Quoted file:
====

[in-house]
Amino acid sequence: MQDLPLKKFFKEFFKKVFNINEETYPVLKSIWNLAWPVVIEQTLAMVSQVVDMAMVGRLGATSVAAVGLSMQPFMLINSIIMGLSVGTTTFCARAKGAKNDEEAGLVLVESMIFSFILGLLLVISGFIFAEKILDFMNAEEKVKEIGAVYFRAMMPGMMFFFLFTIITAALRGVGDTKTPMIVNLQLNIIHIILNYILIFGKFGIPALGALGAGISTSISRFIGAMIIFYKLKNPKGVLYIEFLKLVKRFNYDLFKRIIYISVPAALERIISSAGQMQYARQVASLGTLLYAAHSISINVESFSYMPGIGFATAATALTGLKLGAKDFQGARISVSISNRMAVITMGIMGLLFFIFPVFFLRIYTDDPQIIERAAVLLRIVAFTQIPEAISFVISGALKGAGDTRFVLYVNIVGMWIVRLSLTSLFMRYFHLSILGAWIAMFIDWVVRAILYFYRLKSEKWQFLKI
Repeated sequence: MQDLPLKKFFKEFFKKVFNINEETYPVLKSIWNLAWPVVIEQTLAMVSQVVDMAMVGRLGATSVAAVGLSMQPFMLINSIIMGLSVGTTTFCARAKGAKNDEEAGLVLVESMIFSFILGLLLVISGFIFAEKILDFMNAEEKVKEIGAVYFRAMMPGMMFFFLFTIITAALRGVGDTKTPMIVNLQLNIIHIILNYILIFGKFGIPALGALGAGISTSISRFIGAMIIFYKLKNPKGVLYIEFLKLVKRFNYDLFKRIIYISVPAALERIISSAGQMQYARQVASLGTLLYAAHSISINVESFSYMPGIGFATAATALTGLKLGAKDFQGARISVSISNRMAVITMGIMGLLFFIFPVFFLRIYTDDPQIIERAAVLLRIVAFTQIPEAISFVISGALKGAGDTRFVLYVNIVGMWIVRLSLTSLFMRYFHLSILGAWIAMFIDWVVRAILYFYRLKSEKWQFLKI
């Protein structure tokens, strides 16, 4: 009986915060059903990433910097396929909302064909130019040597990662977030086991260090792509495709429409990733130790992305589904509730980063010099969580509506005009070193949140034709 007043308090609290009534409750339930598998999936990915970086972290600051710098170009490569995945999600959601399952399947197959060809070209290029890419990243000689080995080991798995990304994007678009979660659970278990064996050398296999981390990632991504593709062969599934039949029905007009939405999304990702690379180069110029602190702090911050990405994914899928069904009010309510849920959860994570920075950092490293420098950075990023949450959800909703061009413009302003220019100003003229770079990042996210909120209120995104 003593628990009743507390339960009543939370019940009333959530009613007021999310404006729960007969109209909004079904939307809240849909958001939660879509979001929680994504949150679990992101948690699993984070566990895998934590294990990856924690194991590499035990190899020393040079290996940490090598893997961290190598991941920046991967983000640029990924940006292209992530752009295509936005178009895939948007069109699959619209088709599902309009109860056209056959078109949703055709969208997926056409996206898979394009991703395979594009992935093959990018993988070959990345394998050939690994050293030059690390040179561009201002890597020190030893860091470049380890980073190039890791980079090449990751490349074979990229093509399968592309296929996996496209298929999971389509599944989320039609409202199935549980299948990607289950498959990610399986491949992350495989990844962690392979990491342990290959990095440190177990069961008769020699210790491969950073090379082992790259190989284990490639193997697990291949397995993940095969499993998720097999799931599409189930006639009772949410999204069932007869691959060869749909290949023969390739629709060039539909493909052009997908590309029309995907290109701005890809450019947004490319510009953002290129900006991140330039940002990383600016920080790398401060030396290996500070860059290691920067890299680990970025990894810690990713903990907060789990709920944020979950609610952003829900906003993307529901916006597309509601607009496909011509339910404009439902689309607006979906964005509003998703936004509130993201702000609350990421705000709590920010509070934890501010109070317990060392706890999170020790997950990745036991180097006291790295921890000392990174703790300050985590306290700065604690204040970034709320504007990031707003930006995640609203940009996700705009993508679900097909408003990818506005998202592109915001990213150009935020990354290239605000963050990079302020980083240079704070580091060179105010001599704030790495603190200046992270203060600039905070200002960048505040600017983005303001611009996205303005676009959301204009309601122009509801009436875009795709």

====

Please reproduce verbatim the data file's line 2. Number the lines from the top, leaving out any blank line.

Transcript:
Amino acid sequence: MQDLPLKKFFKEFFKKVFNINEETYPVLKSIWNLAWPVVIEQTLAMVSQVVDMAMVGRLGATSVAAVGLSMQPFMLINSIIMGLSVGTTTFCARAKGAKNDEEAGLVLVESMIFSFILGLLLVISGFIFAEKILDFMNAEEKVKEIGAVYFRAMMPGMMFFFLFTIITAALRGVGDTKTPMIVNLQLNIIHIILNYILIFGKFGIPALGALGAGISTSISRFIGAMIIFYKLKNPKGVLYIEFLKLVKRFNYDLFKRIIYISVPAALERIISSAGQMQYARQVASLGTLLYAAHSISINVESFSYMPGIGFATAATALTGLKLGAKDFQGARISVSISNRMAVITMGIMGLLFFIFPVFFLRIYTDDPQIIERAAVLLRIVAFTQIPEAISFVISGALKGAGDTRFVLYVNIVGMWIVRLSLTSLFMRYFHLSILGAWIAMFIDWVVRAILYFYRLKSEKWQFLKI